20 Under 40: Robin Woodson
Robin Woodson wasn’t born in Selma, and she didn’t spend her childhood here, but it’s where she plans to live for the rest of her life.
“Selma has been very good to my family,” Woodson said. “This community has given so much to my family, monetarily, emotionally, that I just don’t want to leave.”
Woodson moved to Selma in 1991 and graduated from Dallas County High School in 1997. Since then, she married her husband, Mark, and they have had two daughters.
When she’s not taking care of her family or tending the books at the Kentucky Fried Chicken restaurant she owns and operates with her husband, Woodson has made a point to become very involved in her adopted hometown.
She is the chairman of the board at SABRA abuse sanctuary, the secretary for Leadership Selma, and a board member at the Old Depot museum.
“Each entity is for a different cause, but my thing is that if I am asking Selma and Selma residents to support my business, I need to support my community in any way possible,” Woodson said. “I try to spread myself across different areas in the community for that reason. I don’t want to be just helping in one area.”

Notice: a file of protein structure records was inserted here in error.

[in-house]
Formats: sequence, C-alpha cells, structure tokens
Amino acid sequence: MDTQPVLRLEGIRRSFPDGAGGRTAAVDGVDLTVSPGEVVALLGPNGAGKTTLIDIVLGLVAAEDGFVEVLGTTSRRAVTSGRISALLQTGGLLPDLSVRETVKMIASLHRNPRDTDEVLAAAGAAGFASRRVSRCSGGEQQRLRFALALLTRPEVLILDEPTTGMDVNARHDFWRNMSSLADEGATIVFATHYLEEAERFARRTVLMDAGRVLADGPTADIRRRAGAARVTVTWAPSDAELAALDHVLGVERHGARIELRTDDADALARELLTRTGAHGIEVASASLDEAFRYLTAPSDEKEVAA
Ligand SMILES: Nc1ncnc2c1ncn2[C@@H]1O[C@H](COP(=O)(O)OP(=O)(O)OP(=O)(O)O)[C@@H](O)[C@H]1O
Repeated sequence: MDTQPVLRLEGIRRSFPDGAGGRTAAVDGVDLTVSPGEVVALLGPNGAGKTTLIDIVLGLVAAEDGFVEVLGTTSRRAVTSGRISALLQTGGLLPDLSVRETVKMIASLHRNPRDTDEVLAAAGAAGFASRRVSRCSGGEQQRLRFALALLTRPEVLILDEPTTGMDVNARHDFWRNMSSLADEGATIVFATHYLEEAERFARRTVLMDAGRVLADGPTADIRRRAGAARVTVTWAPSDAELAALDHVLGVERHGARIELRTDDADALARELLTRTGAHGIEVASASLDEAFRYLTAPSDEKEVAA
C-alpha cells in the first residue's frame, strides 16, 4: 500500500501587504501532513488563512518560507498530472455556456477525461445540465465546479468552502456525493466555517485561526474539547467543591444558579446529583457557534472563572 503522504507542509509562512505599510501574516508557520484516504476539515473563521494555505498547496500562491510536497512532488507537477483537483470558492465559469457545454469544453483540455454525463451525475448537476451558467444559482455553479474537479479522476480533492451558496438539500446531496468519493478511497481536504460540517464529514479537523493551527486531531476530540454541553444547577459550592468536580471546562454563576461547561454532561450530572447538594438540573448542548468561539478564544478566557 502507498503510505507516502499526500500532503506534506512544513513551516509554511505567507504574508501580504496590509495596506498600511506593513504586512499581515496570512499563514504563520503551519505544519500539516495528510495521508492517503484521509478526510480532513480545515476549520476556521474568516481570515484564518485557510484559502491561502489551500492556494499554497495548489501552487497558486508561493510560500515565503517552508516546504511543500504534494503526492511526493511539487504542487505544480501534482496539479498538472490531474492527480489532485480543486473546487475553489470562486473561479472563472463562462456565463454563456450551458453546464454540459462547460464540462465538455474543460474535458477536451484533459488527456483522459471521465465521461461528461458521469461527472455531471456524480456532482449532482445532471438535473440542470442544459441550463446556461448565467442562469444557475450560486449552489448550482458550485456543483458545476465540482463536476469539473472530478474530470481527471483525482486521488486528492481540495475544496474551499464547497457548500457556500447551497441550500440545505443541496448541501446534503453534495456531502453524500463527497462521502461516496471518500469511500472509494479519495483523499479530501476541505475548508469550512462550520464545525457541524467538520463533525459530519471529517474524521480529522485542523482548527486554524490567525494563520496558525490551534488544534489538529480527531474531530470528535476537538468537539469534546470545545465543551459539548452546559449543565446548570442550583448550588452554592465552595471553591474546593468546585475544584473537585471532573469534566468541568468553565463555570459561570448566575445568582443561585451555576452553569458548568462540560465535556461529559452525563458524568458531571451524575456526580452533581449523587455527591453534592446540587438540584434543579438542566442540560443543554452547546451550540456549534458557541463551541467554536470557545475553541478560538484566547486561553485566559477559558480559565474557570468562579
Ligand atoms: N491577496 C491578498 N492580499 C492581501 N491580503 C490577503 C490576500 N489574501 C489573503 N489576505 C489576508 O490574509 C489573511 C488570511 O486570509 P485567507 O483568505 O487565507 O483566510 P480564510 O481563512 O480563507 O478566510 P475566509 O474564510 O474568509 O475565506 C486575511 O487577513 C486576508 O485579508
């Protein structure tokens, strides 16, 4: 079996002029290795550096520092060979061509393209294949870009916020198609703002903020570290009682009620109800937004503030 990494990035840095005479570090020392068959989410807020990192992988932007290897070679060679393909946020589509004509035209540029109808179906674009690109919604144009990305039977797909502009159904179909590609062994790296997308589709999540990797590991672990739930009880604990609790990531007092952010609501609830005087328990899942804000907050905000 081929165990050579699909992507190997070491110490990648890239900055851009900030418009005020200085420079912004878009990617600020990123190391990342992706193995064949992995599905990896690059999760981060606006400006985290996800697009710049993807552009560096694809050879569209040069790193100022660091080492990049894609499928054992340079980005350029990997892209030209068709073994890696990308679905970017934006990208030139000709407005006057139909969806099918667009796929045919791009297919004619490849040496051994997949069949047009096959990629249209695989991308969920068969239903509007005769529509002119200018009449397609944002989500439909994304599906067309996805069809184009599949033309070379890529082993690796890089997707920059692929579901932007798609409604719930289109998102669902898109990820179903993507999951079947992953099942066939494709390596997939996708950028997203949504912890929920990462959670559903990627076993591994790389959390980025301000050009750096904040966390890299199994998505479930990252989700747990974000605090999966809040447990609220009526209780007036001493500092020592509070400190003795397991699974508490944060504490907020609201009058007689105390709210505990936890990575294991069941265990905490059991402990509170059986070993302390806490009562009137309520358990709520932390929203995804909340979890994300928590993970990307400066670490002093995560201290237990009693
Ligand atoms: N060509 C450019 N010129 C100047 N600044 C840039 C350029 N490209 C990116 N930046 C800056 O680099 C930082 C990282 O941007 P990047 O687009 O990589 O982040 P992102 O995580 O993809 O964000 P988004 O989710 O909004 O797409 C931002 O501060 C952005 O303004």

Woodson said the work SABRA does to prevent an abusive culture in the region is what makes the group such a vital part of Selma.
“The biggest thing SABRA does is preventative,” Woodson said. “They get in the schools and they try to prevent bullying, social assault and domestic violence. The shelter does incredible work for the counties it covers, but I feel the early prevention work is a crucial part of that work.”
At Leadership Selma, Woodson feels she can help shape the future of the city.
“Leadership Selma grows our next leaders,” Woodson said. “If you don’t have leaders, you don’t have a community, and I feel like this group gives such a good face to the community.”
Woodson said her main goal at the Old Depot is to educate the community about the museum and the history on display there.
“The changes in the Old Depot over the past year are amazing,” Woodson said. “It’s amazing to me that so many people don’t know about that museum and all the history on display there. My goal is to make people know about the museum and everything offered there.”
No matter what the future brings, Woodson said her ties to these three groups, and Selma itself, will keep her here forever.
“I feel like I am committed through the good, bad and ugly,” Woodson said. “And a lot of good happens in Selma.”
— Jay Sowers